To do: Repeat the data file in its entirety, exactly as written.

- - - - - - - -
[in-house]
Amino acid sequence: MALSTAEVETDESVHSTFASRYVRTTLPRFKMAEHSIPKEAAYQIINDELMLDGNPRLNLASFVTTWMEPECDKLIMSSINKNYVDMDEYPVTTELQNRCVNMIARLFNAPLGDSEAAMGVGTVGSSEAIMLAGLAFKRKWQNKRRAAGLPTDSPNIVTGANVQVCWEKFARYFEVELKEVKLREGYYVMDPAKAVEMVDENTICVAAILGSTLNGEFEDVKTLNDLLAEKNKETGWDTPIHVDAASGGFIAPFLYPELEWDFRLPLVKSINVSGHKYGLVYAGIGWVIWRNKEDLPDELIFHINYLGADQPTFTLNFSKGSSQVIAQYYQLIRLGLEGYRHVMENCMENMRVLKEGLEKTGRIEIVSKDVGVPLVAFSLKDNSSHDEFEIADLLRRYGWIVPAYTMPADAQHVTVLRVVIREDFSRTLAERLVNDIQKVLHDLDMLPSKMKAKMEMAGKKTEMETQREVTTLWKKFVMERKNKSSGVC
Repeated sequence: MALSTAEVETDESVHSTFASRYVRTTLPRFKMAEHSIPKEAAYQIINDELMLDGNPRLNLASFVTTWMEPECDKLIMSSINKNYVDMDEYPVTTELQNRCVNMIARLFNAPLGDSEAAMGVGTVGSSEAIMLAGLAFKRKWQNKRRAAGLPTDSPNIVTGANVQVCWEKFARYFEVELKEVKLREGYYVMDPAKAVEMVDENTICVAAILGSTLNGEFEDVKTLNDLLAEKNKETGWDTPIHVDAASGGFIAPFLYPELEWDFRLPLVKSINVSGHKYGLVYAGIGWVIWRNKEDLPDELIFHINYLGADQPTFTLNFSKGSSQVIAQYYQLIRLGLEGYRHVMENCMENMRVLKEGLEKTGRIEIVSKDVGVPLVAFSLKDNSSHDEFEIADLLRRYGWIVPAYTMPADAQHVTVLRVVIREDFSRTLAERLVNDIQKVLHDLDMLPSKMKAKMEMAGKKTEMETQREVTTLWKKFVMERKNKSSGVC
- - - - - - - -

[in-house]
Amino acid sequence: MALSTAEVETDESVHSTFASRYVRTTLPRFKMAEHSIPKEAAYQIINDELMLDGNPRLNLASFVTTWMEPECDKLIMSSINKNYVDMDEYPVTTELQNRCVNMIARLFNAPLGDSEAAMGVGTVGSSEAIMLAGLAFKRKWQNKRRAAGLPTDSPNIVTGANVQVCWEKFARYFEVELKEVKLREGYYVMDPAKAVEMVDENTICVAAILGSTLNGEFEDVKTLNDLLAEKNKETGWDTPIHVDAASGGFIAPFLYPELEWDFRLPLVKSINVSGHKYGLVYAGIGWVIWRNKEDLPDELIFHINYLGADQPTFTLNFSKGSSQVIAQYYQLIRLGLEGYRHVMENCMENMRVLKEGLEKTGRIEIVSKDVGVPLVAFSLKDNSSHDEFEIADLLRRYGWIVPAYTMPADAQHVTVLRVVIREDFSRTLAERLVNDIQKVLHDLDMLPSKMKAKMEMAGKKTEMETQREVTTLWKKFVMERKNKSSGVC
Repeated sequence: MALSTAEVETDESVHSTFASRYVRTTLPRFKMAEHSIPKEAAYQIINDELMLDGNPRLNLASFVTTWMEPECDKLIMSSINKNYVDMDEYPVTTELQNRCVNMIARLFNAPLGDSEAAMGVGTVGSSEAIMLAGLAFKRKWQNKRRAAGLPTDSPNIVTGANVQVCWEKFARYFEVELKEVKLREGYYVMDPAKAVEMVDENTICVAAILGSTLNGEFEDVKTLNDLLAEKNKETGWDTPIHVDAASGGFIAPFLYPELEWDFRLPLVKSINVSGHKYGLVYAGIGWVIWRNKEDLPDELIFHINYLGADQPTFTLNFSKGSSQVIAQYYQLIRLGLEGYRHVMENCMENMRVLKEGLEKTGRIEIVSKDVGVPLVAFSLKDNSSHDEFEIADLLRRYGWIVPAYTMPADAQHVTVLRVVIREDFSRTLAERLVNDIQKVLHDLDMLPSKMKAKMEMAGKKTEMETQREVTTLWKKFVMERKNKSSGVC